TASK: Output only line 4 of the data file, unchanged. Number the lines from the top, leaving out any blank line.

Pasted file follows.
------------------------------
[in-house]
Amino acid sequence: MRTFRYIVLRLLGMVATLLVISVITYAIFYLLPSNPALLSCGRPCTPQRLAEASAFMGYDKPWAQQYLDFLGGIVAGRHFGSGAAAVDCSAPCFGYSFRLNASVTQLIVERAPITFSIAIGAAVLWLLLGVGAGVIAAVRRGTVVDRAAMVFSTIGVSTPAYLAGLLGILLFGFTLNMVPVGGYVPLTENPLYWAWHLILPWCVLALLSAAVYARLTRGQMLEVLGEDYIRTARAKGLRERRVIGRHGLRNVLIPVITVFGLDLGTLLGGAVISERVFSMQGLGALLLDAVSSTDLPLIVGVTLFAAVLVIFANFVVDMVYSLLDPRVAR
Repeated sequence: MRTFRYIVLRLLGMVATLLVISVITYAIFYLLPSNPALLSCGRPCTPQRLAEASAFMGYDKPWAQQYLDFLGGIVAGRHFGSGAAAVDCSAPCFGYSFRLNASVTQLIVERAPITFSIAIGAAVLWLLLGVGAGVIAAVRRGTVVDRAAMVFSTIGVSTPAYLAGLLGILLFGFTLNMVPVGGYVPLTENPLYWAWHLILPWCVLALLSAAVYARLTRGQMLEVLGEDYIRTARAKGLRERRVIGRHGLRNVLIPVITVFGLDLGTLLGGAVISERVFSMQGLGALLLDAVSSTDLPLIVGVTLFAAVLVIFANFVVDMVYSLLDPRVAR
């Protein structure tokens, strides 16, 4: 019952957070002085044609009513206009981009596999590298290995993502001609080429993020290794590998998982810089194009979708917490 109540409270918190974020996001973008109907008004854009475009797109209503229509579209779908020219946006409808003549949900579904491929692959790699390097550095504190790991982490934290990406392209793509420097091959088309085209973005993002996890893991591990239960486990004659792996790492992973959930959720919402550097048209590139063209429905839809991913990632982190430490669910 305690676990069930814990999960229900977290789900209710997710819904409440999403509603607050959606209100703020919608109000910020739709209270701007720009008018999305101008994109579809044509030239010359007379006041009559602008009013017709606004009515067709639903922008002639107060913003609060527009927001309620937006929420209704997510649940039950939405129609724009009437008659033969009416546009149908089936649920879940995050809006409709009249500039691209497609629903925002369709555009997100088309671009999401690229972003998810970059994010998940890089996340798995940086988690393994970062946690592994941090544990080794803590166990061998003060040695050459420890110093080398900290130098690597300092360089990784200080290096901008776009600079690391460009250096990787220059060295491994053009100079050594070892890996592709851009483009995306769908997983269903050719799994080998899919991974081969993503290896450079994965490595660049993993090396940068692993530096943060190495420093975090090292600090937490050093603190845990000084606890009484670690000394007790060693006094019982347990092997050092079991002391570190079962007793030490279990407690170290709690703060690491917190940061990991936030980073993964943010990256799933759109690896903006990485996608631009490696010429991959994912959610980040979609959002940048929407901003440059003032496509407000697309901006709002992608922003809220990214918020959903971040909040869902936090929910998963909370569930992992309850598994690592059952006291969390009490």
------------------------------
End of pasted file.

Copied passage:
């Protein structure tokens, strides 16, 4: 019952957070002085044609009513206009981009596999590298290995993502001609080429993020290794590998998982810089194009979708917490 109540409270918190974020996001973008109907008004854009475009797109209503229509579209779908020219946006409808003549949900579904491929692959790699390097550095504190790991982490934290990406392209793509420097091959088309085209973005993002996890893991591990239960486990004659792996790492992973959930959720919402550097048209590139063209429905839809991913990632982190430490669910 305690676990069930814990999960229900977290789900209710997710819904409440999403509603607050959606209100703020919608109000910020739709209270701007720009008018999305101008994109579809044509030239010359007379006041009559602008009013017709606004009515067709639903922008002639107060913003609060527009927001309620937006929420209704997510649940039950939405129609724009009437008659033969009416546009149908089936649920879940995050809006409709009249500039691209497609629903925002369709555009997100088309671009999401690229972003998810970059994010998940890089996340798995940086988690393994970062946690592994941090544990080794803590166990061998003060040695050459420890110093080398900290130098690597300092360089990784200080290096901008776009600079690391460009250096990787220059060295491994053009100079050594070892890996592709851009483009995306769908997983269903050719799994080998899919991974081969993503290896450079994965490595660049993993090396940068692993530096943060190495420093975090090292600090937490050093603190845990000084606890009484670690000394007790060693006094019982347990092997050092079991002391570190079962007793030490279990407690170290709690703060690491917190940061990991936030980073993964943010990256799933759109690896903006990485996608631009490696010429991959994912959610980040979609959002940048929407901003440059003032496509407000697309901006709002992608922003809220990214918020959903971040909040869902936090929910998963909370569930992992309850598994690592059952006291969390009490």